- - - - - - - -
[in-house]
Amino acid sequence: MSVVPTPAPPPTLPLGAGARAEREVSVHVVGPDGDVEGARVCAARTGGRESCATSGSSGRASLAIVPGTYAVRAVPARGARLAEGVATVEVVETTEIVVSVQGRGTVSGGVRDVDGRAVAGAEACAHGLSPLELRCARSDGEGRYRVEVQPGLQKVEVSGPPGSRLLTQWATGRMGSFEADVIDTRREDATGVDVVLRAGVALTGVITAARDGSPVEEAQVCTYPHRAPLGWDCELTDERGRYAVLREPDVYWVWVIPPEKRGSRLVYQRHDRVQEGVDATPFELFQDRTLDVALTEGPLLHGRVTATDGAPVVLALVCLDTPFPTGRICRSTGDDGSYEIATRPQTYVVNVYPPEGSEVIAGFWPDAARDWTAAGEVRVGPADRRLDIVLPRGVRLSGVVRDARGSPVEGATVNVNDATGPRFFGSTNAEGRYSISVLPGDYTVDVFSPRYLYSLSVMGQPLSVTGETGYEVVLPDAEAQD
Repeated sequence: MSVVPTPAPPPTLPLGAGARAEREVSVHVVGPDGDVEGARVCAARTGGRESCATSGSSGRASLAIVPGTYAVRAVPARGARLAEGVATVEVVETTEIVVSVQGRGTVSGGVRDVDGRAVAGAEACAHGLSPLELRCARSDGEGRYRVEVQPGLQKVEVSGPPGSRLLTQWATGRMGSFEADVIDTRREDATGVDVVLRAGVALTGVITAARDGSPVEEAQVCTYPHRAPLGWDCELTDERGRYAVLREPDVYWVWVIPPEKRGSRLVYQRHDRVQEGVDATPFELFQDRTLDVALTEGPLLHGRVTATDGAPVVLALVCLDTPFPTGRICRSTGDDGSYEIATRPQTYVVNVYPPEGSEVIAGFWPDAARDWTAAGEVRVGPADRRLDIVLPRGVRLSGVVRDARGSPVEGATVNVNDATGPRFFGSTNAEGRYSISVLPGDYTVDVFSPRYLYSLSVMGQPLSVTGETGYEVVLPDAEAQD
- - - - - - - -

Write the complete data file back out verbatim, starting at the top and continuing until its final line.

[in-house]
Amino acid sequence: MSVVPTPAPPPTLPLGAGARAEREVSVHVVGPDGDVEGARVCAARTGGRESCATSGSSGRASLAIVPGTYAVRAVPARGARLAEGVATVEVVETTEIVVSVQGRGTVSGGVRDVDGRAVAGAEACAHGLSPLELRCARSDGEGRYRVEVQPGLQKVEVSGPPGSRLLTQWATGRMGSFEADVIDTRREDATGVDVVLRAGVALTGVITAARDGSPVEEAQVCTYPHRAPLGWDCELTDERGRYAVLREPDVYWVWVIPPEKRGSRLVYQRHDRVQEGVDATPFELFQDRTLDVALTEGPLLHGRVTATDGAPVVLALVCLDTPFPTGRICRSTGDDGSYEIATRPQTYVVNVYPPEGSEVIAGFWPDAARDWTAAGEVRVGPADRRLDIVLPRGVRLSGVVRDARGSPVEGATVNVNDATGPRFFGSTNAEGRYSISVLPGDYTVDVFSPRYLYSLSVMGQPLSVTGETGYEVVLPDAEAQD
Repeated sequence: MSVVPTPAPPPTLPLGAGARAEREVSVHVVGPDGDVEGARVCAARTGGRESCATSGSSGRASLAIVPGTYAVRAVPARGARLAEGVATVEVVETTEIVVSVQGRGTVSGGVRDVDGRAVAGAEACAHGLSPLELRCARSDGEGRYRVEVQPGLQKVEVSGPPGSRLLTQWATGRMGSFEADVIDTRREDATGVDVVLRAGVALTGVITAARDGSPVEEAQVCTYPHRAPLGWDCELTDERGRYAVLREPDVYWVWVIPPEKRGSRLVYQRHDRVQEGVDATPFELFQDRTLDVALTEGPLLHGRVTATDGAPVVLALVCLDTPFPTGRICRSTGDDGSYEIATRPQTYVVNVYPPEGSEVIAGFWPDAARDWTAAGEVRVGPADRRLDIVLPRGVRLSGVVRDARGSPVEGATVNVNDATGPRFFGSTNAEGRYSISVLPGDYTVDVFSPRYLYSLSVMGQPLSVTGETGYEVVLPDAEAQD